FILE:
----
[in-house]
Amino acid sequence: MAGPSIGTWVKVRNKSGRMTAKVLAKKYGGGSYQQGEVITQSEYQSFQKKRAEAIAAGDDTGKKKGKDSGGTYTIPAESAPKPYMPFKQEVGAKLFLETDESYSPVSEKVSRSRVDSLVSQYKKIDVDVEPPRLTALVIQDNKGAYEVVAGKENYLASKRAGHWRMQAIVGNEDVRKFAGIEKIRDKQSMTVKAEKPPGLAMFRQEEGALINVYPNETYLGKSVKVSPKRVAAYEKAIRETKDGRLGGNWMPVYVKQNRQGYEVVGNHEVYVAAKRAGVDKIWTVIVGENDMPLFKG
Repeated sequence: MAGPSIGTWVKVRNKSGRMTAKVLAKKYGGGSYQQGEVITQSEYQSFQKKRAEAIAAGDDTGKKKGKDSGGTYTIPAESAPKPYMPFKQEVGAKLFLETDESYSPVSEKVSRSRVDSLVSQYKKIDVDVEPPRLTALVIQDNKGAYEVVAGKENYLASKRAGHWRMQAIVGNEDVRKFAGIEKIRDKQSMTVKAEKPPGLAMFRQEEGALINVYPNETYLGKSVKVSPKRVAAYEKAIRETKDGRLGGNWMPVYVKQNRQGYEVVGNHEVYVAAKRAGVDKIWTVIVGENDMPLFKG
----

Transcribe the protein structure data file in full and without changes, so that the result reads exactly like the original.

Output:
[in-house]
Amino acid sequence: MAGPSIGTWVKVRNKSGRMTAKVLAKKYGGGSYQQGEVITQSEYQSFQKKRAEAIAAGDDTGKKKGKDSGGTYTIPAESAPKPYMPFKQEVGAKLFLETDESYSPVSEKVSRSRVDSLVSQYKKIDVDVEPPRLTALVIQDNKGAYEVVAGKENYLASKRAGHWRMQAIVGNEDVRKFAGIEKIRDKQSMTVKAEKPPGLAMFRQEEGALINVYPNETYLGKSVKVSPKRVAAYEKAIRETKDGRLGGNWMPVYVKQNRQGYEVVGNHEVYVAAKRAGVDKIWTVIVGENDMPLFKG
Repeated sequence: MAGPSIGTWVKVRNKSGRMTAKVLAKKYGGGSYQQGEVITQSEYQSFQKKRAEAIAAGDDTGKKKGKDSGGTYTIPAESAPKPYMPFKQEVGAKLFLETDESYSPVSEKVSRSRVDSLVSQYKKIDVDVEPPRLTALVIQDNKGAYEVVAGKENYLASKRAGHWRMQAIVGNEDVRKFAGIEKIRDKQSMTVKAEKPPGLAMFRQEEGALINVYPNETYLGKSVKVSPKRVAAYEKAIRETKDGRLGGNWMPVYVKQNRQGYEVVGNHEVYVAAKRAGVDKIWTVIVGENDMPLFKG